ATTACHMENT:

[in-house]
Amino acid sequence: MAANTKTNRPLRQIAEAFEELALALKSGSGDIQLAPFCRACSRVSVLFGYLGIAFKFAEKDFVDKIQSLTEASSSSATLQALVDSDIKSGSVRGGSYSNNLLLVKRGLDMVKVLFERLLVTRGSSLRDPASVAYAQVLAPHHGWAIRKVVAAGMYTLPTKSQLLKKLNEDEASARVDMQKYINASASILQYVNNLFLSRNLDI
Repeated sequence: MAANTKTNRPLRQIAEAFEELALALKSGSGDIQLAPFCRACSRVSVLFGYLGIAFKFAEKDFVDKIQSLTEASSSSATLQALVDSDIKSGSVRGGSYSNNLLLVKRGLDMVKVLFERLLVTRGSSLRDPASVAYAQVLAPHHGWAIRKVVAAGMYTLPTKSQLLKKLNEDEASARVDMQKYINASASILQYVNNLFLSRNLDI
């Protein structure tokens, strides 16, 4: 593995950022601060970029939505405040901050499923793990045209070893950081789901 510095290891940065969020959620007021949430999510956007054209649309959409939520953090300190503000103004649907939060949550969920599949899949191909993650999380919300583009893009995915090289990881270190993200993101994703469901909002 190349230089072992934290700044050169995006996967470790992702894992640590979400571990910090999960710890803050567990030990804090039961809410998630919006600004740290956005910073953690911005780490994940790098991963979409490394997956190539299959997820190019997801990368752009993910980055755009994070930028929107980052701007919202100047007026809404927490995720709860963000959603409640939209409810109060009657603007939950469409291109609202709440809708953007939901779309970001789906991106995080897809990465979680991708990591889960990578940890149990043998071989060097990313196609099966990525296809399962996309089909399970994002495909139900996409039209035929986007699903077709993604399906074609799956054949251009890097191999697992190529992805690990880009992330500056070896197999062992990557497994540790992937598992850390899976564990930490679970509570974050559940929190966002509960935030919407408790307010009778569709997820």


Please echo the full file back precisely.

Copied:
[in-house]
Amino acid sequence: MAANTKTNRPLRQIAEAFEELALALKSGSGDIQLAPFCRACSRVSVLFGYLGIAFKFAEKDFVDKIQSLTEASSSSATLQALVDSDIKSGSVRGGSYSNNLLLVKRGLDMVKVLFERLLVTRGSSLRDPASVAYAQVLAPHHGWAIRKVVAAGMYTLPTKSQLLKKLNEDEASARVDMQKYINASASILQYVNNLFLSRNLDI
Repeated sequence: MAANTKTNRPLRQIAEAFEELALALKSGSGDIQLAPFCRACSRVSVLFGYLGIAFKFAEKDFVDKIQSLTEASSSSATLQALVDSDIKSGSVRGGSYSNNLLLVKRGLDMVKVLFERLLVTRGSSLRDPASVAYAQVLAPHHGWAIRKVVAAGMYTLPTKSQLLKKLNEDEASARVDMQKYINASASILQYVNNLFLSRNLDI
């Protein structure tokens, strides 16, 4: 593995950022601060970029939505405040901050499923793990045209070893950081789901 510095290891940065969020959620007021949430999510956007054209649309959409939520953090300190503000103004649907939060949550969920599949899949191909993650999380919300583009893009995915090289990881270190993200993101994703469901909002 190349230089072992934290700044050169995006996967470790992702894992640590979400571990910090999960710890803050567990030990804090039961809410998630919006600004740290956005910073953690911005780490994940790098991963979409490394997956190539299959997820190019997801990368752009993910980055755009994070930028929107980052701007919202100047007026809404927490995720709860963000959603409640939209409810109060009657603007939950469409291109609202709440809708953007939901779309970001789906991106995080897809990465979680991708990591889960990578940890149990043998071989060097990313196609099966990525296809399962996309089909399970994002495909139900996409039209035929986007699903077709993604399906074609799956054949251009890097191999697992190529992805690990880009992330500056070896197999062992990557497994540790992937598992850390899976564990930490679970509570974050559940929190966002509960935030919407408790307010009778569709997820």